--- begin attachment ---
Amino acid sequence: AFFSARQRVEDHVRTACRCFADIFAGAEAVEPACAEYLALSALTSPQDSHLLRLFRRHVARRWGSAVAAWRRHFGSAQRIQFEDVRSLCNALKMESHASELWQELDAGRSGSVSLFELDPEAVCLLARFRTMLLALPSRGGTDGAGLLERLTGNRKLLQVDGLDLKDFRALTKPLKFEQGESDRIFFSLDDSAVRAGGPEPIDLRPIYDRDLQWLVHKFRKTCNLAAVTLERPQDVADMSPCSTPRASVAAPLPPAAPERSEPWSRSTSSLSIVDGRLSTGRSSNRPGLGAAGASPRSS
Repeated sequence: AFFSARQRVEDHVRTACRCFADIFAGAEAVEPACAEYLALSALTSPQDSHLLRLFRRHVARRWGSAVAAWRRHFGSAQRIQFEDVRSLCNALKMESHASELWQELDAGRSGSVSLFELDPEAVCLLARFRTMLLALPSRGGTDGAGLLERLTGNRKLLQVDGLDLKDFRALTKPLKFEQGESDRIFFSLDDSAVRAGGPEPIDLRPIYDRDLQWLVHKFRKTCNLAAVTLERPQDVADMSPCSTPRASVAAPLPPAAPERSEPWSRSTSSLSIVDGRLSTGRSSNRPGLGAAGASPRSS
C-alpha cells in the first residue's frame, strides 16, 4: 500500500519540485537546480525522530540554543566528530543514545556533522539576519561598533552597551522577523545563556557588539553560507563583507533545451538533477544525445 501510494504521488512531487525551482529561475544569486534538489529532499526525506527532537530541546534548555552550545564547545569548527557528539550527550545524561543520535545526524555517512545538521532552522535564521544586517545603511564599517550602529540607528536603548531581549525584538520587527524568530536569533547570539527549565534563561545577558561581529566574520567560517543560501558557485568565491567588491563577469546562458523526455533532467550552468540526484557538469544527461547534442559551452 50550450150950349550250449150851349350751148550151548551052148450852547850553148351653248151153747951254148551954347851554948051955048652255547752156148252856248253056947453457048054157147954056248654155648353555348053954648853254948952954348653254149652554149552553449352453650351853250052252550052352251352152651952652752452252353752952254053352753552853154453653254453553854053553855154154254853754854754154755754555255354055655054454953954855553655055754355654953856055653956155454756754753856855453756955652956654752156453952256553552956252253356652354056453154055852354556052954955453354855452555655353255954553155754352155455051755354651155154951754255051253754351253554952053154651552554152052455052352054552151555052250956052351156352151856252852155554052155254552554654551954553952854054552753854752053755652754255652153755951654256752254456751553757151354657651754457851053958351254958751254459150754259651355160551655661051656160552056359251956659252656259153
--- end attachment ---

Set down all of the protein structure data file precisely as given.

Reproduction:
Amino acid sequence: AFFSARQRVEDHVRTACRCFADIFAGAEAVEPACAEYLALSALTSPQDSHLLRLFRRHVARRWGSAVAAWRRHFGSAQRIQFEDVRSLCNALKMESHASELWQELDAGRSGSVSLFELDPEAVCLLARFRTMLLALPSRGGTDGAGLLERLTGNRKLLQVDGLDLKDFRALTKPLKFEQGESDRIFFSLDDSAVRAGGPEPIDLRPIYDRDLQWLVHKFRKTCNLAAVTLERPQDVADMSPCSTPRASVAAPLPPAAPERSEPWSRSTSSLSIVDGRLSTGRSSNRPGLGAAGASPRSS
Repeated sequence: AFFSARQRVEDHVRTACRCFADIFAGAEAVEPACAEYLALSALTSPQDSHLLRLFRRHVARRWGSAVAAWRRHFGSAQRIQFEDVRSLCNALKMESHASELWQELDAGRSGSVSLFELDPEAVCLLARFRTMLLALPSRGGTDGAGLLERLTGNRKLLQVDGLDLKDFRALTKPLKFEQGESDRIFFSLDDSAVRAGGPEPIDLRPIYDRDLQWLVHKFRKTCNLAAVTLERPQDVADMSPCSTPRASVAAPLPPAAPERSEPWSRSTSSLSIVDGRLSTGRSSNRPGLGAAGASPRSS
C-alpha cells in the first residue's frame, strides 16, 4: 500500500519540485537546480525522530540554543566528530543514545556533522539576519561598533552597551522577523545563556557588539553560507563583507533545451538533477544525445 501510494504521488512531487525551482529561475544569486534538489529532499526525506527532537530541546534548555552550545564547545569548527557528539550527550545524561543520535545526524555517512545538521532552522535564521544586517545603511564599517550602529540607528536603548531581549525584538520587527524568530536569533547570539527549565534563561545577558561581529566574520567560517543560501558557485568565491567588491563577469546562458523526455533532467550552468540526484557538469544527461547534442559551452 50550450150950349550250449150851349350751148550151548551052148450852547850553148351653248151153747951254148551954347851554948051955048652255547752156148252856248253056947453457048054157147954056248654155648353555348053954648853254948952954348653254149652554149552553449352453650351853250052252550052352251352152651952652752452252353752952254053352753552853154453653254453553854053553855154154254853754854754154755754555255354055655054454953954855553655055754355654953856055653956155454756754753856855453756955652956654752156453952256553552956252253356652354056453154055852354556052954955453354855452555655353255954553155754352155455051755354651155154951754255051253754351253554952053154651552554152052455052352054552151555052250956052351156352151856252852155554052155254552554654551954553952854054552753854752053755652754255652153755951654256752254456751553757151354657651754457851053958351254958751254459150754259651355160551655661051656160552056359251956659252656259153